“Criticism is something you can easily avoid by saying nothing, doing nothing, and being nothing.” ~Aristotle
Have you ever met someone who never, ever rocks the boat? Who has no opinions on anything ever? I worked with a woman years ago who was just like this. She was so afraid of ever receiving criticism, she was kind of paralysed by it. We went to grab a sandwich for lunch together one day and she choose a chicken salad sandwich WITHOUT brie cheese on it. I gasped and said in mock outrage ‘Why would you NOT get the one with brie? Brie is savoury sandwich Nutella. It’s basically not optional’. She went bright red and pretty much didn’t speak to me for the rest of the week. I felt terrible because obviously I was joking and just trying to make conversation but she took that as a criticism and was very uncomfortable around me for the next few days.
This is an extreme example but in general, most humans aren’t very good at receiving criticism. I know I’m not and it’s something I’ve really had to work at. For example, I speak really loudly all the time. I’ve had several people tell me to use my inside voice in cafes and you know what? It hurts my feelings when people say that. I don’t want to be the loud, shouty person in the cafe that’s ruining everyone else’s lunch but with my general life enthusiasm coupled with years of drama and vocal training, it’s just habit for me to speak really loudly and clearly all the time. The way I learned to deal with this is to re-frame the criticism. I realised in this particular scenario that my feelings were the least important part of this equation. I didn’t want to ruin other diners experiences by talking over the top of them and my dining companions didn’t want everyone in the cafe hearing my responses to their personal questions. So the only solution was to admit I needed reminding to tone this habit down and not get all butt hurt everytime someone said ‘Inside voice Carly!’.
If you struggle with criticism, here are a few things you can do to help re-frame negative feedback and put it in a more positive light.
1. Look at it as an opportunity for personal growth
Yeah, it really sucks when people point out things they don’t like about you. That’s never fun. You know what’s worse? Having people talk about your bad behaviour behind your back. Wouldn’t you rather you know that your colleagues found you stopping by their desk for a chat really distracting? Rather than you continue to do it and just annoy them every day? Wouldn’t you rather someone tell you that you spend too much time on your phone at work so you have the opportunity to rectify that behaviour before it gets escalated to upper management? There are employment laws that protect people from getting disciplined or fired at work without warnings and when you receive criticism at work, you’re actually being given an opportunity to improve. Which is a much better option than the alternative of losing your job without any warning.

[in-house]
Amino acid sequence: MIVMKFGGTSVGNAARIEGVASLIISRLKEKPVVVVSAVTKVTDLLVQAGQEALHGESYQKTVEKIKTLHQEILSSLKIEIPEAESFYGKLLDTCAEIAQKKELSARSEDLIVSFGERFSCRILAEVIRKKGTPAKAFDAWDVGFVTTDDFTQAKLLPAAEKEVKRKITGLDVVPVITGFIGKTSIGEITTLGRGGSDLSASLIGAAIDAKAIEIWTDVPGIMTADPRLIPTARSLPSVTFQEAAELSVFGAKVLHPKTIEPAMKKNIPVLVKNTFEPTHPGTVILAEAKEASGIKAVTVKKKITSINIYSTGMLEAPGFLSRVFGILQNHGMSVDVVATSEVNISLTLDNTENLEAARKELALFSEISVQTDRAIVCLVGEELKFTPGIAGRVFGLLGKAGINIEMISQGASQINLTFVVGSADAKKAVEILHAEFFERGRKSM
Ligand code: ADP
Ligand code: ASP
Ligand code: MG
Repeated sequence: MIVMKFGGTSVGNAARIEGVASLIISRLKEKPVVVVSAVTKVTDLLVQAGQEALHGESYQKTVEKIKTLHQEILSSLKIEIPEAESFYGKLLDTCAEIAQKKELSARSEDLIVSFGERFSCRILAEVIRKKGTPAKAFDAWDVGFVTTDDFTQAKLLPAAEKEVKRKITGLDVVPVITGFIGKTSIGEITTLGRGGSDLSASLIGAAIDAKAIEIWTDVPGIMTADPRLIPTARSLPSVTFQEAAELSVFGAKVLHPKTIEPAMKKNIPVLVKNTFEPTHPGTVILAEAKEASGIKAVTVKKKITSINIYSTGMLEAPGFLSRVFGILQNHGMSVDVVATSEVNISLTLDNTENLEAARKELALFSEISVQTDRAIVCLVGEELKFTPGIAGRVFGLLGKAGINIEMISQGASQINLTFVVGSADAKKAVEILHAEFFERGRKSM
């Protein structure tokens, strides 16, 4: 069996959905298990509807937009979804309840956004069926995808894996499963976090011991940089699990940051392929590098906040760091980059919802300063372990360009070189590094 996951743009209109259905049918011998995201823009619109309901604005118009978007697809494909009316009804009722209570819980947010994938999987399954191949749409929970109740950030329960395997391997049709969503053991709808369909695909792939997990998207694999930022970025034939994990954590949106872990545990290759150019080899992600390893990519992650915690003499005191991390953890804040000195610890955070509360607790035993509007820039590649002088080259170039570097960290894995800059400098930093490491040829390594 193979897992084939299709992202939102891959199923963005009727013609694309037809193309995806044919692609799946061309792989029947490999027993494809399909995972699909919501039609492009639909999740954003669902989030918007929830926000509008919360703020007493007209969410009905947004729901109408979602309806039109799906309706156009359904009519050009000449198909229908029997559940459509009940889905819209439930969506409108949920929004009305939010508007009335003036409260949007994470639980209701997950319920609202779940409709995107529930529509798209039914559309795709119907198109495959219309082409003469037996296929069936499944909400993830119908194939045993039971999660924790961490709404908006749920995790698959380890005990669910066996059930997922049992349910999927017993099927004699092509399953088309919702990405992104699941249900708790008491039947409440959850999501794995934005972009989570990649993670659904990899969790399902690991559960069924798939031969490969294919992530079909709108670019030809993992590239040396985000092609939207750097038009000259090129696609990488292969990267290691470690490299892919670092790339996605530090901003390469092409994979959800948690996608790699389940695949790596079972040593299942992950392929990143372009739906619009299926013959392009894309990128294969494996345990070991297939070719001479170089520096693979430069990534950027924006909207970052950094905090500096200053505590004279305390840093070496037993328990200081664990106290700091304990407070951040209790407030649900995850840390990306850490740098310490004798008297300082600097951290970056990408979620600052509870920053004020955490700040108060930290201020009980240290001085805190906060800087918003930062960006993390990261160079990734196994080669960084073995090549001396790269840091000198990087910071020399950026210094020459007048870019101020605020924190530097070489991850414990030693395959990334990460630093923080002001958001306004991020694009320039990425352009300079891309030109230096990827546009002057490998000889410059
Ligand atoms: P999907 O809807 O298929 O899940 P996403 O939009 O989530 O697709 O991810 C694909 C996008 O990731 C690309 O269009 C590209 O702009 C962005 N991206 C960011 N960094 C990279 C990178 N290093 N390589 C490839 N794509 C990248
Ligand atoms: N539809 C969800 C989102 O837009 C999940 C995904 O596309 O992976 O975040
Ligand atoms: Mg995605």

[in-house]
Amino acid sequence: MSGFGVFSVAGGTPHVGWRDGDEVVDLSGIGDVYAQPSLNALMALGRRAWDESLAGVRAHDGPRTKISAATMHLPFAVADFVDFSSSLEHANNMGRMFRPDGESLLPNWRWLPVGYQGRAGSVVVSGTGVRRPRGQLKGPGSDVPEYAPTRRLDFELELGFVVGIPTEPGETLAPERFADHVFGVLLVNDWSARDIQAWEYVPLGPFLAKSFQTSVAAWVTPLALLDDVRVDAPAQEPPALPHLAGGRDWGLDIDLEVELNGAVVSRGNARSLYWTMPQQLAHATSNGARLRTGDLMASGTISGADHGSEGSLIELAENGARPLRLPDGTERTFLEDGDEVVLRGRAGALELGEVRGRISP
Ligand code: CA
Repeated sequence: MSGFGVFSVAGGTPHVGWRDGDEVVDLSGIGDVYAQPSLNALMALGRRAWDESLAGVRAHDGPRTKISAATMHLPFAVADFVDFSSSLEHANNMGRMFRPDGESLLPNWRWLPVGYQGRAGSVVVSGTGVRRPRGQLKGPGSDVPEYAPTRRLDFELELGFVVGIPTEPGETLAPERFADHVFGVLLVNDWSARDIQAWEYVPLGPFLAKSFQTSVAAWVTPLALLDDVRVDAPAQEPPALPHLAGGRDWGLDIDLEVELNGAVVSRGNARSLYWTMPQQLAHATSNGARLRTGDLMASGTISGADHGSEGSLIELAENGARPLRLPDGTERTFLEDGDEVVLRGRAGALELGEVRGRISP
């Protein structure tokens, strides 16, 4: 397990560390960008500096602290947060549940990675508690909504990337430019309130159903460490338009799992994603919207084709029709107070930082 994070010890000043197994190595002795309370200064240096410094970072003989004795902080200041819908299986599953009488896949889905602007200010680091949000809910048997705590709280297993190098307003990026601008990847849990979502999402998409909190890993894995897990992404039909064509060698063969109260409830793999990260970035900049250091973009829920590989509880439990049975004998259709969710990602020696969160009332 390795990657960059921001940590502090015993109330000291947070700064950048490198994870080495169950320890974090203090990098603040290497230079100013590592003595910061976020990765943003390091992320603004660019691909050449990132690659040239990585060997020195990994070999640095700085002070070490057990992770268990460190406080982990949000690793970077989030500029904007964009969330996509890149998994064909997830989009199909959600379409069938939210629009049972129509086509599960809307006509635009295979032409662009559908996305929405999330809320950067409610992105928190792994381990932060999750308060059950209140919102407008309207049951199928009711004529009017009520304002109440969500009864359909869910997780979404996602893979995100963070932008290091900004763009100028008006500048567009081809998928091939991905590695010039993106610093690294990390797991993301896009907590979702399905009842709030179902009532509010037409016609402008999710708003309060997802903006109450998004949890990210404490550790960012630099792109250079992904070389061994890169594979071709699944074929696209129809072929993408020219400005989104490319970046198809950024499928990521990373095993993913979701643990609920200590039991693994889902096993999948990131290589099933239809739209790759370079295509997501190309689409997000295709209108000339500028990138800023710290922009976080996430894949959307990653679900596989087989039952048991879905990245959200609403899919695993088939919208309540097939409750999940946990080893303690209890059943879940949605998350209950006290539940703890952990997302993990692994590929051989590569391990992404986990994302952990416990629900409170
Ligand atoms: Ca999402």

2. Look at it as an opportunity to improve relationships
Receiving criticism at work is one thing but receiving criticism from friends is another thing entirely. If you get some criticism from a friend, it usually means they care enough about you to tell you. Think about it. If a mate of yours starts behaving like a jerk and you don’t really care about the friendship that much, you just kind of ghost them right? You spend less and less time with them until the friendship fizzles out. If it’s someone you REALLY love, you tell them gently and kindly because you want them in your life. If a very close friend gives you some negative feedback, it’s almost always out of love and them giving you that feedback is just as painful for them as it for you. Try not to make it harder by reacting badly.
3. Look at it as a compliment
I’ve been writing on the internet for over a decade, so I get criticism nearly every week. Sometimes several times a week. A lot of the time it’s moronic bullshit but sometimes I get pulled up on some language I’ve used that might be triggering or a phrase I wrote that could be misinterpreted. Rather than get defensive when people point this out, I thank them. I try to be inclusive in my language so when someone takes the time to point out that something I’ve written wasn’t appropriate, I’m grateful because it gives me the opportunity to improve my craft. Also, most of the time when people email me about the nuance of language, they’re are so lovely and gracious I’m just thrilled they care enough about my work to educate me on something I wasn’t aware of. I’m a very socially conscious person but I can’t be across all language appropriation all the time. I rely on people who are in these niche circles to tell me what’s happening with language in those circles and I really appreciate them giving me their time.
This week on Straight & Curly, Kelly and I talking about criticism and how to re-frame it in a more positive way.